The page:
BOMA Chattanooga

BOMA Chattanooga Members Respond to Unfolding Crises in Attainium's Disaster Experience

When was the last time you went to a training session and were told you should leave your cell phones and pagers ON? BOMA Chattanooga members heard exactly those words when Attainium Corp. conducted its Disaster Experience interactive simulation.

“In a real emergency, cell phones and pagers could be critical communication tools,” said Bob Mellinger, Attainium president and chief executive officer, “and you would never turn them off. In our Disaster Experience, we strive to create a realistic atmosphere and cell phones are definitely a part of that experience. Occasionally, people have to leave the session for one reason or another, and that, too, is a realistic occurrence… in a real emergency, people are always coming and going. This session really tests participants’ ability to handle whatever comes along while staying focused on the goals of safety and business survivability.”

“All organizations have situations pop up all the time,” said Pam Torrie, facilities coordinator for Blue Cross/Blue Shield of Tennessee, and the executive for BOMA Chattanooga. “We felt this training, which Attainium has done for other BOMA affiliates, was a timely offering and BOMA executives agreed.”

“BOMA Chattanooga felt it was a good session with relevant information on business continuity and disaster recovery,” said Richard Meadows, participant and director of Corporate Facilities Operations for UnumProvident Corporation. “The training moved quickly and smoothly and looked at a lot of realistic, possible scenarios. One key point that surfaced was the importance of communication in handling an emergency situation – communication with tenants, employees, first responders, the media, and other groups.”

According to Attainium’s Mellinger, communication in a crisis is one of the weakest areas in many disaster response plans. “Successful response to the situations in the simulation requires good communication; participants quickly learn the repercussions of failing to communicate. Another aspect of the training highlights the potential fallout from making decisions without considering their impact.”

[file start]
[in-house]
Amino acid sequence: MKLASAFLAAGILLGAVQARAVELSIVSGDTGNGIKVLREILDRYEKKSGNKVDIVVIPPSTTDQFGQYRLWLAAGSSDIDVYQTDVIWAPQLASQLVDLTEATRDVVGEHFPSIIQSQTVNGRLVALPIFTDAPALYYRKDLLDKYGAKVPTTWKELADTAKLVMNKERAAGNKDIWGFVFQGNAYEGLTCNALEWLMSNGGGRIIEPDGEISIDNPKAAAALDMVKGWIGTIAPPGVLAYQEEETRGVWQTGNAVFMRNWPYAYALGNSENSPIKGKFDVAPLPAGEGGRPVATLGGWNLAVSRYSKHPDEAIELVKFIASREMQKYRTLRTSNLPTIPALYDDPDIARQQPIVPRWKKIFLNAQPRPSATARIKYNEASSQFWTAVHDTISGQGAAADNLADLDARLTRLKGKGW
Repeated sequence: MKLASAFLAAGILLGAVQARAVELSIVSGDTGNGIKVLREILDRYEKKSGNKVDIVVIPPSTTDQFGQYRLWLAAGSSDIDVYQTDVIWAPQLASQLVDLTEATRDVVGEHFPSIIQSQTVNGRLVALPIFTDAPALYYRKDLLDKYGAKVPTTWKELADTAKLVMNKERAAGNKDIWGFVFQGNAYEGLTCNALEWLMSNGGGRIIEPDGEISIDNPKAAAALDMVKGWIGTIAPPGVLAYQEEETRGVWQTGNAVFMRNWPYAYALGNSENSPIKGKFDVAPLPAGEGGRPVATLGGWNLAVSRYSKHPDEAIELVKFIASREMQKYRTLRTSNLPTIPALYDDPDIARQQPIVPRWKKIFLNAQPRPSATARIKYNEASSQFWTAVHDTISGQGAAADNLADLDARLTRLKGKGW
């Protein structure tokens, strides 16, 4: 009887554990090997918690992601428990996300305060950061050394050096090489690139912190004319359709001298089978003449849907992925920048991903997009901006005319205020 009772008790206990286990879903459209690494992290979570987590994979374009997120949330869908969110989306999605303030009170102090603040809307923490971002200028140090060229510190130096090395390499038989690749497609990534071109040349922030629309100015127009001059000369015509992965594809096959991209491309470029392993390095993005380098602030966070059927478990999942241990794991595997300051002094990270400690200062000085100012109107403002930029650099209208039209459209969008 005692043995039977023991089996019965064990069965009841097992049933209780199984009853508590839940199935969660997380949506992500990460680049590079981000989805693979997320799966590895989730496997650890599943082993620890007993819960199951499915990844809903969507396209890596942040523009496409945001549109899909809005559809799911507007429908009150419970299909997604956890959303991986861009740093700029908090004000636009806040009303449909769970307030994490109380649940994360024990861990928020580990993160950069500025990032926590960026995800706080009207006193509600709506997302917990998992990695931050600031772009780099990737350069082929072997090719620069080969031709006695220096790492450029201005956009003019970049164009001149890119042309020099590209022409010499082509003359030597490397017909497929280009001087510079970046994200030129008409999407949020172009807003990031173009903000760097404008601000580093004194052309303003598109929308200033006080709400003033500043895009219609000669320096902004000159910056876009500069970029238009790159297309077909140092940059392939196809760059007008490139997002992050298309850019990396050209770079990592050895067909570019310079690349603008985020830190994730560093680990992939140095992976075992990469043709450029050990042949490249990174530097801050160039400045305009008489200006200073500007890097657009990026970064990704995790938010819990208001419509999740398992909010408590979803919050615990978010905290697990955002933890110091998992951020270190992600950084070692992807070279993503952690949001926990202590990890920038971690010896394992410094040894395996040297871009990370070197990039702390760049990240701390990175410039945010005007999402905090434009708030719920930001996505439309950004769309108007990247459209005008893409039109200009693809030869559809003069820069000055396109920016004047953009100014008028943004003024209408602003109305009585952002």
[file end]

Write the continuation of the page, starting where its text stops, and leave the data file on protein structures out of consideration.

“The Disaster Experience reinforced the reality that every decision you make affects everyone, so you need to look carefully before you do things,” said Donna Roach, a project manager for fire damage situations for ServPro of North Chattanooga. “The exercise drove home the fact that snap judgments might not be the best way. You have to think things through.”

Working in teams of six to eight people, participants used open discussion and/or role playing to work through the exercise as various crises unfolded. “It’s always better to have more than one point of view, and it was very helpful to see what other people in the group thought about how to handle problems that arose,” Roach said.

Richard Meadows’ group also found great benefit in the different points of view around the table. “We worked with people we don’t work with on a daily basis, so we could pull from their different experiences.”

Craig Miller, a property manager with Healthcare Realty Services and a 19-year property management veteran, agreed. “Anytime you are in a situation like this, you get a somewhat new perspective and see things you’ve taken for granted,” he said. “You start to reevaluate everything. It’s a good wake-up call to reinforce the need to keep things current.

“I think it was great that the team worked off each other’s experience, and I gained insights from other individuals to help me deal with life safety issues. We relied on each other’s experience during the exercise and we all benefited from that exchange of ideas.”

“More than anything,” said Torrie, “the session made me think about what I hadn’t thought about. It gave me the confidence to know that, with a team, we could assess the situation and quickly decide how to proceed.”

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